8. This is definitely the way to go, Leo; good luck with it. If you don’t mind a suggestion, I think it might be important that you have some kind of set schedule, at least some of the time, so viewers will know when they can see something happening, and it sounds like you’ve thought of this to some extent. For me, though, I also like the idea of just “tuning in” (we need new frames of reference along with new media) and seeing what you might be up to at a given moment. Don’t lose the spontaneous aspect, otherwise you’re just CBS with smaller cameras. Will the streaming shows be archived also, in case we want to catch up?

  9. Leo – fantastic. Will the video be archived, though, for those of us not able to catch the live feed?

  10. I was thrilled when you started mentioning the Twit Live show in your various audio shows. I’ve seen the Tom Green show a few times, and you’re correct in saying that the “live” aspect is very compelling. Personally, I believe your show will be very popular, and I wouldn’t be surprised if it became more watched than The Lab was.
    I have a couple questions for you:
    1) How high are the ceilings in your new studio?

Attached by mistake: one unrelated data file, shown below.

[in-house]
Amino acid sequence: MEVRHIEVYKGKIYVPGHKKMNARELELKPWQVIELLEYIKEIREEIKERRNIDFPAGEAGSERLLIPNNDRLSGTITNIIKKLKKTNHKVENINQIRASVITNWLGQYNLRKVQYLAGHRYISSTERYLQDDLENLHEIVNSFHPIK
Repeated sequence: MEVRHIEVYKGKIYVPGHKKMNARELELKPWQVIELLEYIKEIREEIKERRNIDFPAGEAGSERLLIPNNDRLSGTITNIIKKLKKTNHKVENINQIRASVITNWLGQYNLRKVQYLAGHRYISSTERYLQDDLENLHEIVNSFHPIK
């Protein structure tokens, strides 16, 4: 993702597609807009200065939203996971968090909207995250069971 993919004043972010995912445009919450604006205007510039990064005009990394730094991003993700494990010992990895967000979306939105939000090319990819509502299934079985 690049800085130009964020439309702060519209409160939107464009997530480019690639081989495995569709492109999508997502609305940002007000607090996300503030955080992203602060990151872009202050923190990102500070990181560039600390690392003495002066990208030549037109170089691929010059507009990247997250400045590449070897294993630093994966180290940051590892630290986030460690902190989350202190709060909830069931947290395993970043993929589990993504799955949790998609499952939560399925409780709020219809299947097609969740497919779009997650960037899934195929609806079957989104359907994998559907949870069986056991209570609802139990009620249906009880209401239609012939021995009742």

2) Who is going to create the studio for you (lights, sound, etc.)? Are you doing it yourself, or getting your production posse involved?
    Like I said, I’m very excited about what you’re doing. I’ve been producing a number of short video tutorials for a while. It takes a lot of time, but in the end, it’s absolutely worth it.
    Can you believe that we can do this type of thing from our homes?
    Welcome to the future!

  11. Leo this is great! I am one of the few that really prefer video. I am a visual learner and I just love listening AND watching you guys discuss the week’s topics.
    Best of luck with the new endeavors…next time I’m in Petaluma, I’ll bring my sign!

  12. Wow!, this looks awesome. Leo, I highly recommend you watch the “news” section of a Season 10 episode of Top Gear on BBC2. You can get it from http://www.finalgear.com. They have a awesome on screen relaxed yet informative and fun way of covering the news. Also, they sit in high-backed chairs, similiar to what I imagined when I first heard you talk about TWiT Live being like this. Here is a link to what I am talking about, if you could recreate that type environment, minus the huge audience, you would have programming gold.

  13. Leo have only recently started listening (via iPhonePodcaster) but really enjoy the MacBreak podcasts, as Mark commented i’m in the UK i’d need to catch it later.